It’s a huge contract financially, handing over several billion dollars to three managed care companies to run the state’s Medicaid program.  And it’s huge for the some 140,000 New Hampshire residents who rely on Medicaid.

Health and Human Services Commissioner Nick Toumpas says it’s a huge policy shift, too. “What we are doing is we are engaging these organizations to help us administer the program,” Toumpas said, “because they bring a set of perspectives, techniques that we do not have at our disposal.”

Here’s the state’s starting point:  They don’t want to do anything to compromise Medicaid services.  But they also want to save money.  How do you do both? Continue Reading

How State Budget Cuts Hit Nursing For Sick Kids

Dan Gorenstein / NHPR

The Fouts are among the New Hampshire families struggling with cuts to Medicaid hours

Over the last year, dozens of families have lost state subsidized nursing support to care for their sick children.  Some parents say the reductions have made it hard to juggle work and keep their kids healthy.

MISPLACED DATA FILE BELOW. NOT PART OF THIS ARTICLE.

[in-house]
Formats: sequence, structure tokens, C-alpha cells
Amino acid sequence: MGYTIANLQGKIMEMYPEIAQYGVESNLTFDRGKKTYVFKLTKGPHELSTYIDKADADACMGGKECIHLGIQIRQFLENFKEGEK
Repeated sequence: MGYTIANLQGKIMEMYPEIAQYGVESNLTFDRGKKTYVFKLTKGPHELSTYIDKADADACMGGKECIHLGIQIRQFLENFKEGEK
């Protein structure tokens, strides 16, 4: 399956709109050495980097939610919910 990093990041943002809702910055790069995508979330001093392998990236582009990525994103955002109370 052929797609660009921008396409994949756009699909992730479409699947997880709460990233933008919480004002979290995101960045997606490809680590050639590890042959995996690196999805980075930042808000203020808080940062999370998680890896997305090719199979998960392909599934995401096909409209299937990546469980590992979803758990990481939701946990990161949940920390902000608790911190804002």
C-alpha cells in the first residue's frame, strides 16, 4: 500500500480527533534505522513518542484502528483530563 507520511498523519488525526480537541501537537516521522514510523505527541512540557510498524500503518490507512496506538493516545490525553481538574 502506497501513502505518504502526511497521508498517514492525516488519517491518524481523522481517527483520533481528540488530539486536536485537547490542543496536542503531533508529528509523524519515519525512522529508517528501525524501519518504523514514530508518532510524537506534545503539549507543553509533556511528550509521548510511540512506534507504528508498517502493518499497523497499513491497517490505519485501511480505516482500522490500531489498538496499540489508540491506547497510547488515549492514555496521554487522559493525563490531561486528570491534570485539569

New Hampshire hired a private company, Schaller Anderson to manage these cases.

Frustrated parents accuse the company of making decisions based on money, not the health of their children.

There are about 150 families in the state of New Hampshire with children so ill most of them need medical care every day.  Many of them can’t walk or talk; some are fed through tubes, some have debilitating seizures.  Historically this state has provided nurses to help these families care for their kids. Continue Reading

Right To Work Redux Passes House

Ryan Szepan / Flickr

Once again, Right To Work legislation has passed the House

The New Hampshire House of Representatives has for the second time passed a so-called “Right To Work” bill. But the margin was well short of what would be needed to override Governor Lynch’s promised veto.

Barring unions from requiring non-members to pay for representation has been a priority for House Republican leaders. Last year Governor John Lynch vetoed a Right To Work bill, which Republicans failed to override.

Republican Marshall Quandt told colleagues this year’s version will fare no better.

“Every one of us is wasting valuable time and energy on this bill. Einstein once said the definition of insanity is to keep doin’ the same experiment and expect different results,” Quandt says.

The bill passed, but was forty votes shy of the margin needed to survive a veto.

Twenty-three states have enacted Right To Work laws. Indiana is the most recent–it took effect last month.

How Apps Are Keeping Ski Areas Honest

YoTuT / Flickr

Researchers say apps are keeping ski areas honest about snowfall